19. 19. CHART Online data- management Of those 183,334 patients with a CHADS2≥2 in those 2,515 practices: • • • • 48.4% patients on oral anticoagulation (OAC) alone 8.4% patients on OAC and aspirin 34.5% patients on aspirin alone 8.7% are not on either Of those 79,082 patients not on OAC: • 9.8% OAC declined • 3.6% contraindicated • 86.6% no reason given
  20. 20. Stroke risk in AF: CHADS2 and CHA2DS2VASc
  21. 21. The GRASP Suite • Data and audit can be a powerful driver for change • All GRASP tools are designed to generate improvement in primary care and have proven QIPP value and alignment to QOF • A number of conditions / diseases lend themselves to this approach • GRASP can provide the focus for improvement work in HF, COPD and AF – preventing premature mortality, reducing admissions, promoting primary care management of chronic disease and improving quality of life for millions of people
  22. 22. GRASP-COPD • About 3 million people have chronic obstructive pulmonary disease (COPD) in the UK • Nearly 900,000 people in England and Wales are diagnosed as having COPD and an estimated 2 million people have COPD which remains undiagnosed • Symptoms usually develop insidiously making it difficult to determine the true prevalence of the disease • Most patients are not diagnosed until they are in their fifties
  23. 23. GRASP-COPD • • • • COPD is predominantly caused by smoking and is characterised by airflow obstruction that: - is not fully reversible - does not change markedly over several months - is usually progressive in the long term The biggest caseload for primary care arises from respiratory conditions & it accounts for 12% of all emergency hospital admissions Over 1 in 3 patients admitted to hospital with COPD will be readmitted within 30 days and 1 in 10 dies within that period COPD costs the NHS more than £800 million each year, (equivalent to £1.3 million per 100,000 population.)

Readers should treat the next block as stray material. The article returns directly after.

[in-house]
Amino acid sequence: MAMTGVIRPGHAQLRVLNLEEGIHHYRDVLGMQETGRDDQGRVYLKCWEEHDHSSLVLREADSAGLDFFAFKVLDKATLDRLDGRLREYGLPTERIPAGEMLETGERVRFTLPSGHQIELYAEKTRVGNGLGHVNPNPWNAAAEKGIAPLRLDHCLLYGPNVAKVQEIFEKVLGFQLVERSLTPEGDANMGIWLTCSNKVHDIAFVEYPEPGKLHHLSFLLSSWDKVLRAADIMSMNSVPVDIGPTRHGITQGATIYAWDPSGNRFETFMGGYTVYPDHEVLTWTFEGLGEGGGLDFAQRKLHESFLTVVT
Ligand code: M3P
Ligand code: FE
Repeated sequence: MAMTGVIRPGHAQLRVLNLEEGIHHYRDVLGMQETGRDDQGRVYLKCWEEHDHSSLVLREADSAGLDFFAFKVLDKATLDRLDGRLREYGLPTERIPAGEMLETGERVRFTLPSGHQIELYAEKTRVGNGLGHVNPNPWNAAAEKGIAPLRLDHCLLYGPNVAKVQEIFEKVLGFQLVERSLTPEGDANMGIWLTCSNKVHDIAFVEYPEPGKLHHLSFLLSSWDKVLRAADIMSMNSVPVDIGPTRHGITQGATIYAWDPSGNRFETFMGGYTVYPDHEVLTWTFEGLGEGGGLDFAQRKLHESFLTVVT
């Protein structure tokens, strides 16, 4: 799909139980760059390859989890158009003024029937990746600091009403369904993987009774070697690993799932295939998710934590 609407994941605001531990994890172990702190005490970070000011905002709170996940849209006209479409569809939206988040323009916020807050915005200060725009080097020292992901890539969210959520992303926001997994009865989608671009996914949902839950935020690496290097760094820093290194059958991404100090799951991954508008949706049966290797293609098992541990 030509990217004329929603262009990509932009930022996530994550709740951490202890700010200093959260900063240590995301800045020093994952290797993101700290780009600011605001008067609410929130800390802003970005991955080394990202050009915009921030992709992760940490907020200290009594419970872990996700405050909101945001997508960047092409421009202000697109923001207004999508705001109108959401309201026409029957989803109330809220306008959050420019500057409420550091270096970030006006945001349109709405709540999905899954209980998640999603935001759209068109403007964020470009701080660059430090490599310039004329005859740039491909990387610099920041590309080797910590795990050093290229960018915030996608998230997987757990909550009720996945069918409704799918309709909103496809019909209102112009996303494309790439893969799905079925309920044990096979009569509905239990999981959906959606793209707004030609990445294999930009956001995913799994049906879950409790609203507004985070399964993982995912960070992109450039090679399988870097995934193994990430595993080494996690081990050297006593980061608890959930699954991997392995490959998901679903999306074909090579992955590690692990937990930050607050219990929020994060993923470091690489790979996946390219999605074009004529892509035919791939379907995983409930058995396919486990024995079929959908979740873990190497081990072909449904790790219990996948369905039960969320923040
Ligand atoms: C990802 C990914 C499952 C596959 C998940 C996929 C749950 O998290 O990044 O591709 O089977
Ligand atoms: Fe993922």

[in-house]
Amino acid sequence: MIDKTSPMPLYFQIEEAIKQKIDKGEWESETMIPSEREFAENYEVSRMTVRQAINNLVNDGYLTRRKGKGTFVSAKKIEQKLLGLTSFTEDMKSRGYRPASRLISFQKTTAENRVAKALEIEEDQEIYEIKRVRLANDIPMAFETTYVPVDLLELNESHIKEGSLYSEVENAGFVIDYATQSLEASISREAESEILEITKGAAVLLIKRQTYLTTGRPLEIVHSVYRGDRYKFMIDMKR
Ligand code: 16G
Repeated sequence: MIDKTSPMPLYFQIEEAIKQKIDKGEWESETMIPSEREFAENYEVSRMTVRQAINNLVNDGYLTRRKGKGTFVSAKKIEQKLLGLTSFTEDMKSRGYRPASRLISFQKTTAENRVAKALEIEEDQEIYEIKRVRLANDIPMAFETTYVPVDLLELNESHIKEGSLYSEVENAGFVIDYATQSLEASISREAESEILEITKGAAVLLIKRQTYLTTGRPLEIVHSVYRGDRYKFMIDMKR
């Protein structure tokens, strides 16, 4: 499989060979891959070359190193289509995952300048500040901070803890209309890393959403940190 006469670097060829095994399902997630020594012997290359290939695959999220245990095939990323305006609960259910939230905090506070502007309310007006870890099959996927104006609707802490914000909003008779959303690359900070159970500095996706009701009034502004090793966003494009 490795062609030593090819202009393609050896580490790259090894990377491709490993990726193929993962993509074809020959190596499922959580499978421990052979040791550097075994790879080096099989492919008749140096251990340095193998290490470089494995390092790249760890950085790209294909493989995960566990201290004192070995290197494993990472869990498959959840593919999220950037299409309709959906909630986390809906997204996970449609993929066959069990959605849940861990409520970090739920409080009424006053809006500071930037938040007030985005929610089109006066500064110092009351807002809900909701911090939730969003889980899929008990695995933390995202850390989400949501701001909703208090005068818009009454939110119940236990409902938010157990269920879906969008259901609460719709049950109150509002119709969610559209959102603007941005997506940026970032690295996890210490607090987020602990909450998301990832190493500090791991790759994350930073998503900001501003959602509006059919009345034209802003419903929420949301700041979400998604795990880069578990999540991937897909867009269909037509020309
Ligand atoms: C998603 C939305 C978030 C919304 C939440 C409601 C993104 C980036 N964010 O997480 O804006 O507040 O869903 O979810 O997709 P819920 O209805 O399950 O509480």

24. 24. GRASP-COPD dashboard
  25. 25. GRASP-Heart Failure (GRASP-HF) • Around 900,000 people in the UK have heart failure (HF) • Like AF, the incidence and prevalence of HF increase steeply with age • The prevalence of HF is expected to rise in future as a result of an ageing population, improved survival of people with CHD and more effective treatments • HF has a poor prognosis: 30–40% of patients diagnosed with heart failure die within a year • HF accounts for a total of 1 million inpatient bed-days – 2% of all NHS inpatient bed-days – and 5% of all emergency medical admissions to hospital
  26. 26. GRASP-HF • Good heart failure care reduces premature mortality, and improves quality of life • Good heart failure care in primary care can reduce hospitalisations and save money for the NHS
  27. 27. Draft GRASP-HF dashboard
  28. 28. Summary • Almost one third of GP practices in England using GRASP-AF and uploading data to CHART Online • Still many high risk patients with AF are sub optimally managed • Moving to ESC guidance (CHA2DS2-VASc) has the potential to save thousands more lives (and £s) • NHS Improving Quality will continue to promote the use of GRASP-AF as part of a ‘suite’ of similar tools • Primary care has a pivotal role to play in the call to action to reduce premature mortality; the GRASP suite will help
  29. 29. @NHSIQ #GRASP_suite Come and see us on stand F26 Improving health outcomes across England by providing improvement and change expertise.